A senior Hamas official has claimed that the organization’s military wing was behind the kidnapping of the three Israeli boys who were found dead in June, according to Hebrew-language reports in the Israeli media.
A video captured during a conference organized by the World Association of Muslim Scholars in Turkey, and aired on Israeli television Wednesday, shows Hamas official Salach Al-Aruri crediting Al-Qassam Brigades with organizing the kidnapping of Eyal Yifrach, 19, Gilad Shaar, 16, and Naftali Fraenkel, 16.
Prior to this statement, Hamas had denied responsibility for the kidnapping, while Israeli Prime Minister Benjamin Netanyahu continued to allege that the organization was behind it. Meanwhile, analysts suggested that a rogue Hamas cell , which does not take its orders from Gaza, was responsible.
“There was much speculation about this operation, some said it was a conspiracy,” Al-Aruri told delegates at the conference. “The popular will was exercised throughout our occupied land, and culminated in the heroic operation by the Al-Qassam Brigades in capturing the three settlers in Hebron.”
“This was an operation from your brothers in Al-Qassam undertaken to aid their brothers on hunger strike in (Israeli) prisons,” he added.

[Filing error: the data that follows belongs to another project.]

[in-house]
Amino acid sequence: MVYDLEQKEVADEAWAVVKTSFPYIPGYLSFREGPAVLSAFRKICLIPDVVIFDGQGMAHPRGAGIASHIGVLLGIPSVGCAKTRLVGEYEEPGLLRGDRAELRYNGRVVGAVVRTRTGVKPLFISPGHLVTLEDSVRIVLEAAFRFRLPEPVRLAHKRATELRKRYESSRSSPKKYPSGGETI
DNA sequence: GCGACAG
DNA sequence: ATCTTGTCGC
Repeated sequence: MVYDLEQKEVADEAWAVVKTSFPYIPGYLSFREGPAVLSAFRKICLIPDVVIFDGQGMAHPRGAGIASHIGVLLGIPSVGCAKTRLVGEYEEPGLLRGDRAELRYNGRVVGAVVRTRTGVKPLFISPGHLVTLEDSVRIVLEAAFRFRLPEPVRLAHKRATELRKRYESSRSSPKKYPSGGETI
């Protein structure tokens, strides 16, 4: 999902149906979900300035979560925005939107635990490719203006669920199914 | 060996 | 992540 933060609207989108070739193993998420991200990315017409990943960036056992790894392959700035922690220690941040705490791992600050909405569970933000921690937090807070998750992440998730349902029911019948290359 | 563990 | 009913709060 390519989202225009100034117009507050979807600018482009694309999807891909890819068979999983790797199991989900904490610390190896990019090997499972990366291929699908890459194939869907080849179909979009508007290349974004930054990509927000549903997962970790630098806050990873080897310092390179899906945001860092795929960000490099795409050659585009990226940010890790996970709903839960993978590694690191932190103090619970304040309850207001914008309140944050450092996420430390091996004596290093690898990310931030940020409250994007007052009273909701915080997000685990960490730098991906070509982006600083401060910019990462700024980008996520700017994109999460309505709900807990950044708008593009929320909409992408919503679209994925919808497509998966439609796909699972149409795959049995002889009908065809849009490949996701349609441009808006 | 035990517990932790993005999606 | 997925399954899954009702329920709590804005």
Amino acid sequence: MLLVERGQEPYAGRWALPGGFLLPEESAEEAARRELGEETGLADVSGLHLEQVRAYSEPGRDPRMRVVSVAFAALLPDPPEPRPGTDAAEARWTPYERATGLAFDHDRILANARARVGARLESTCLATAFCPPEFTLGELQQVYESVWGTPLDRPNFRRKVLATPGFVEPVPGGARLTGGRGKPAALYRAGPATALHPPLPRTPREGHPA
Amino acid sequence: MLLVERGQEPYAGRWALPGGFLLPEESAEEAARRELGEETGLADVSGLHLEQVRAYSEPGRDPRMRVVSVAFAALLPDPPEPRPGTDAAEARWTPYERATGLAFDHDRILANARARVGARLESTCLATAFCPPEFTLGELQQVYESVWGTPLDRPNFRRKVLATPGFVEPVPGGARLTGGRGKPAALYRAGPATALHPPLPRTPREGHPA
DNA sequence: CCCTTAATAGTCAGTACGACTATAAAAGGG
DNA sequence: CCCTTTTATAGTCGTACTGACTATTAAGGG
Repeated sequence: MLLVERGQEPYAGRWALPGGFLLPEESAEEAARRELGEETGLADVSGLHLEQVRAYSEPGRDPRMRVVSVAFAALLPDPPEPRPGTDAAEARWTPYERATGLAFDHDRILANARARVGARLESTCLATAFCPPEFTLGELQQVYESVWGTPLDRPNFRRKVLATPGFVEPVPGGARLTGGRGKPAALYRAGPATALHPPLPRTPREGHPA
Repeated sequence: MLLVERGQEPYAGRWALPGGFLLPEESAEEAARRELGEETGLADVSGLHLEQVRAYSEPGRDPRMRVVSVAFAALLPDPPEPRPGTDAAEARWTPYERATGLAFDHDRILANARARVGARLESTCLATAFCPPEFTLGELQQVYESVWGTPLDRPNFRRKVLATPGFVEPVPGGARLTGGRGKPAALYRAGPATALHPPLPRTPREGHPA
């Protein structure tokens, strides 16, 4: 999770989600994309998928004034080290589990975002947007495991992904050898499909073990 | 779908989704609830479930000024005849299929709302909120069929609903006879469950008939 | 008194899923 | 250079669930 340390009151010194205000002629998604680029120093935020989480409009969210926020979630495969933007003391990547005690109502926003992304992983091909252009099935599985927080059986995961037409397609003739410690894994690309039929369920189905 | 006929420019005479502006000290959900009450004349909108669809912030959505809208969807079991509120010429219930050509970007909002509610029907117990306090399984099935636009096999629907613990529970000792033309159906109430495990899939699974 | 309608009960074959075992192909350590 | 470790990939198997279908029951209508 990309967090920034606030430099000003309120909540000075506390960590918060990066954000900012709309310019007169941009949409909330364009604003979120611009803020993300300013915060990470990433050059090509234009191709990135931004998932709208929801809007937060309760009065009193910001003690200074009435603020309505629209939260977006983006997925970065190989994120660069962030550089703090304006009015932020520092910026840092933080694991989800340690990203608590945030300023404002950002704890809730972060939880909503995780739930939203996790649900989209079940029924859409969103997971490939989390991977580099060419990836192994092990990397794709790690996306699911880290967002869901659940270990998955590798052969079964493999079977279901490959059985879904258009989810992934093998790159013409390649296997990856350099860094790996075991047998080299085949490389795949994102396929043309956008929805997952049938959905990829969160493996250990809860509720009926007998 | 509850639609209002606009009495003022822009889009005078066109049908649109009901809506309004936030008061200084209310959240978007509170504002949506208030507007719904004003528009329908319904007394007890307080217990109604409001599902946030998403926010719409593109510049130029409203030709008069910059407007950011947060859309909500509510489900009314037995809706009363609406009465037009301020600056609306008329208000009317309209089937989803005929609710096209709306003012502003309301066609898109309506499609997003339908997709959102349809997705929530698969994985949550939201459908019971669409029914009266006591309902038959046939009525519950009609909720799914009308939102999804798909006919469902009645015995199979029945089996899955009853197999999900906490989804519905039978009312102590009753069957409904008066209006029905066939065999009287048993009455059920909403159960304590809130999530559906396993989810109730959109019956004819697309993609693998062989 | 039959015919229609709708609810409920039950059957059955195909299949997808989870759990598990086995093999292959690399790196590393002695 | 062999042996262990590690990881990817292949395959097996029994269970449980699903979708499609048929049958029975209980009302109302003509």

The Hamas official did not identify the three Israeli boys as “soldiers,” as the organization had previously done. Instead he referred to them as “settlers.”
Al-Aruri’s remarks come on the heels of a re-escalation of violence between Hamas and Israel, and the latter’s apparent attempt to assassinate the head of Hamas’s military wing, Mohammed Deif. That strike instead resulted in the death of Deif’s wife and infant son .
Al-Aruri, who served a 16-year sentence in Israeli prison before being expelled from the country, and who recruited the leader of a Hamas terror network in the West Bank, came up as a potential player in the kidnapping soon after it happened, according to Haaretz.
Sigal Samuel is the Forward’s deputy digital media editor. When she’s not writing for the opinion section, she’s hunting down her Indian Jewish family’s kabbalistic secret societies. Her novel “The Mystics of Mile End,” available in Canada and forthcoming in the U.S., tells the story of a dysfunctional family with a dangerous mystical obsession. Her writing has also appeared in The Daily Beast, The Rumpus, BuzzFeed, Tablet and The Walrus, among others. Contact Sigal at firstname.lastname@example.org, or follow her on Twitter at @SigalSamuel.